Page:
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Beer Industry Inflation

Matthew Curtis looks into the beer industry inflation, and what we can expect as brewers and consumers.

New Alcohol Duty System

The Inflation Equation — How Rising Costs Are Increasing Pressure Within the Beer Supply Chain

If you’ve checked your bank statement recently, you’ll be acutely aware of how inflation is affecting our individual finances. Sure, thanks to high interest rates your savings account or pension might look to be in rude health. But your mortgage payment, or that credit card statement? Ouch. Inflation has us gripped by the scruff of our necks, and it doesn’t look like things will improve in a significant way any time soon.

May 2023 saw the core Consumer Price Index (CPIH) inflation rate hit 6.5%, the highest it has been since November 1991. Food has been hit particularly hard – and this includes beer – with the average level of inflation within the sector hitting 19.1% in March 2023, according to data firm Statista. Although that had come down to 14.8% by July, this is still a higher level than it has been in decades, and as prices go up at every point within the supply chain, its consumers who are bearing the brunt of these increases.

What’s causing these rises? The Russian invasion of Ukraine is often cited as an obvious cause. Following the Covid related lockdowns of 2020-21, demand for oil and gas rose as life returned to normal. At the same time Russia limited its supply of natural gas to Europe, pushing up the wholesale cost, causing a snowball effect on western economies. 

Agricultural systems are inherently reliant on energy in order to produce crops, and so have farmers’ costs spiralled out of control as they work their way up the supply chain. Ukraine is also a major producer of grain – 97% of its annual cereal crop consists of winter wheat – and its supply has also been disrupted due to the tragic conflict that has befallen it.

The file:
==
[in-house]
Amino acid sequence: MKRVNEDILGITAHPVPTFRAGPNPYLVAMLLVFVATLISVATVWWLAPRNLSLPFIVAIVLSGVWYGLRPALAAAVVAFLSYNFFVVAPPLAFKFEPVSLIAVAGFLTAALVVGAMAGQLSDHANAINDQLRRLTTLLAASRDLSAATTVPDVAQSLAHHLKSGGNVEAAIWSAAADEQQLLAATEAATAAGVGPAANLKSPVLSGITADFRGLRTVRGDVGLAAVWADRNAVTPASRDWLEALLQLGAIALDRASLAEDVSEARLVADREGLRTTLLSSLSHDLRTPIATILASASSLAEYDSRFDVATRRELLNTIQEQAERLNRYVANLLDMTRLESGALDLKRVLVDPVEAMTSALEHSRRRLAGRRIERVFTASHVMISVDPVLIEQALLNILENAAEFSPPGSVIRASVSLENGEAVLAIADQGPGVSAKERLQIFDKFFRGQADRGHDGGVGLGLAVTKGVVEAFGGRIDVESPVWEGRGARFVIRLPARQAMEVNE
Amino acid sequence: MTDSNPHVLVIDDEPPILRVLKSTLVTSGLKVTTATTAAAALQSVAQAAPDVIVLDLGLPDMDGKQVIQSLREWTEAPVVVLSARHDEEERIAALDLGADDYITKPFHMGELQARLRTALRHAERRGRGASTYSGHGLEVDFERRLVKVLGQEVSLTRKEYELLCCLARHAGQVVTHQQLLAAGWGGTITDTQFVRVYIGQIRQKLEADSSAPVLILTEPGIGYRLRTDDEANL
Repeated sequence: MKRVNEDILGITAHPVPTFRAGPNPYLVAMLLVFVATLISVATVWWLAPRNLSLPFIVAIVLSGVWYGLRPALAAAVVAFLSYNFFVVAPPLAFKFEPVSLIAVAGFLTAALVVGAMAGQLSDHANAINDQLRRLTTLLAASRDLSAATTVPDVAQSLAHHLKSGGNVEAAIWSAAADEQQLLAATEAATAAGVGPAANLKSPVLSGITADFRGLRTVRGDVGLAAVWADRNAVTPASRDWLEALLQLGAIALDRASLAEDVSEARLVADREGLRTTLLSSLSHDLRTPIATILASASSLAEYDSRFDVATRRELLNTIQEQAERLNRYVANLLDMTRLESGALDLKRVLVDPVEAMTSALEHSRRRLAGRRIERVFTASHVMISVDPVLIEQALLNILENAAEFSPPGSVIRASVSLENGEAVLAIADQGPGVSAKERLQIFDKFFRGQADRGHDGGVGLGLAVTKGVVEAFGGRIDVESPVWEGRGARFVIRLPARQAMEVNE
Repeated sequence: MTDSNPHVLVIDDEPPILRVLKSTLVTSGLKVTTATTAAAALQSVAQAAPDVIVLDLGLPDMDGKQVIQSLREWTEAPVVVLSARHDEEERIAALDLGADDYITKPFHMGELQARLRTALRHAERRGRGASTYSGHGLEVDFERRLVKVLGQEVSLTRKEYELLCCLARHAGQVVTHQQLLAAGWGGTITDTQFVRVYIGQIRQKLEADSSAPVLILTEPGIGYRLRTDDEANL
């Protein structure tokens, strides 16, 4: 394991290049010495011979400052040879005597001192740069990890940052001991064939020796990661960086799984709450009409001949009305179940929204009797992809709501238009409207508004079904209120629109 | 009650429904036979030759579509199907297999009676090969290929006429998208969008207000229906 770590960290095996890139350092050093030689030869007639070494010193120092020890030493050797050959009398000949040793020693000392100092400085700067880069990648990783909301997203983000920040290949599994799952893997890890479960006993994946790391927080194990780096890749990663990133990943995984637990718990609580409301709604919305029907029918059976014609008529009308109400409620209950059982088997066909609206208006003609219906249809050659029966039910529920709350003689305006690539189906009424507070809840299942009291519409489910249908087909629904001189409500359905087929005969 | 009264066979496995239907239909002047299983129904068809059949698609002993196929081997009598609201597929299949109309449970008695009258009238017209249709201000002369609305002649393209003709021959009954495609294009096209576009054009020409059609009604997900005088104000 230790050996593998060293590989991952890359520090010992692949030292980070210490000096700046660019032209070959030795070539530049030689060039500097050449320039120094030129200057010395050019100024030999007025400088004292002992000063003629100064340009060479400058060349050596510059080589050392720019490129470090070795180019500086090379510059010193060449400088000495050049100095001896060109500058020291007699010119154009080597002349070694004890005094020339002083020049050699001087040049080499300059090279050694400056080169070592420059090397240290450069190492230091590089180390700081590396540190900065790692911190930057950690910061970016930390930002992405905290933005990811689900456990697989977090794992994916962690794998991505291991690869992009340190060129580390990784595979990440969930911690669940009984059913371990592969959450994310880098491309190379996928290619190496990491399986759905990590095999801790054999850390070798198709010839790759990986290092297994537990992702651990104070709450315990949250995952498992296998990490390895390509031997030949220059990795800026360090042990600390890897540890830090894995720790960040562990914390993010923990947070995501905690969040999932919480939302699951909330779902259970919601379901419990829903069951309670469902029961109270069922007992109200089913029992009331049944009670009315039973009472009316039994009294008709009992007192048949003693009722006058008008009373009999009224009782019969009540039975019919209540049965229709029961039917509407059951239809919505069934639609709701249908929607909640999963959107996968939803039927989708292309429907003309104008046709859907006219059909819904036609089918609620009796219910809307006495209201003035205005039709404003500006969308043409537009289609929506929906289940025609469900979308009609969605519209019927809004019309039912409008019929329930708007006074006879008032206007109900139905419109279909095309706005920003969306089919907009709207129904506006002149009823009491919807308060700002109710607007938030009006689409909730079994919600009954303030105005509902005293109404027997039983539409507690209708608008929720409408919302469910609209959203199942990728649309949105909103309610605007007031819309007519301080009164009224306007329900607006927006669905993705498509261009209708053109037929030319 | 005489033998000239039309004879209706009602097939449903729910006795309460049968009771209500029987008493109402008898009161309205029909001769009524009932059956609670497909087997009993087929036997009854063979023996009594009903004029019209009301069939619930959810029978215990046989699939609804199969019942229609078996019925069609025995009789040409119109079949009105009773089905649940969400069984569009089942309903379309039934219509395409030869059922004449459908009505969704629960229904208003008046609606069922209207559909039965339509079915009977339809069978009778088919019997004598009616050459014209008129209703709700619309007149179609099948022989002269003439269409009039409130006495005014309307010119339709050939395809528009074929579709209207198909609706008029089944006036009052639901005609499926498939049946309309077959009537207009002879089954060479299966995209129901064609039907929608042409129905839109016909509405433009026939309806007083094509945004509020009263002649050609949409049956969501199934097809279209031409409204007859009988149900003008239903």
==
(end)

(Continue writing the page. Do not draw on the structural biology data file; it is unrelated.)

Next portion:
It might be a good time to ask how a war occurring several hundred miles away affects beer prices in the UK… Although this disruption predominantly affects food crops, and not brewers barley – largely cultivated in the UK, Belgium and Germany among others – the wholesale market feels the impact keenly. Quite simply, farmers will typically sell their grain to the highest payer, and if there’s a shortage of food, or animal feed supply, this is where they will look to do so, rather than opt to accept the often slim margins associated with the beer supply chain.

This does not mean that there is a direct shortage of grain within brewing. Many maltsters and large breweries contract their ingredients up to three or four years in advance, sometimes for longer, in order to give growers the confidence to create the supply in the first place. There is a wider issue here regarding the distribution of beer ingredients, and how – in the UK – this is largely controlled by a handful of large suppliers, but we’ll come to that in a moment.

First, let’s tackle some of the driving factors in terms of the rising cost of beer. In terms of both inflation and price rises throughout the supply chain, beer is caught up in a swirling tornado (that’s also on fire), as brewing businesses have seen every single cost rise. Ingredients are the nub of the wedge, with some breweries and suppliers like Geterbrewed informing me that ingredients such as malt and hops have seen price increases of between 30-50%, sometimes more, far outpacing the rise of inflation. 

When you factor in that everything else has increased in price; you begin to see the scale of the problem affecting the brewing industry: cardboard, glass and aluminium, cleaning materials, chemicals and process aids, staff costs, brewing equipment and its maintenance. Even food grade carbon dioxide – a vital requirement in all brewing, including the production of cask ale – is feeling the pinch. Its largest UK supplier, a fertiliser company based in Billingham, County Durham, paused supply in the summer of 2022, and again in the spring of 2023. It’s even reduced the amount it can supply after shutting down one of its plants, previously accounting for around 60% of CO2 production in the UK, now producing around a third. You might have guessed by now this didn’t do its wholesale price any favours.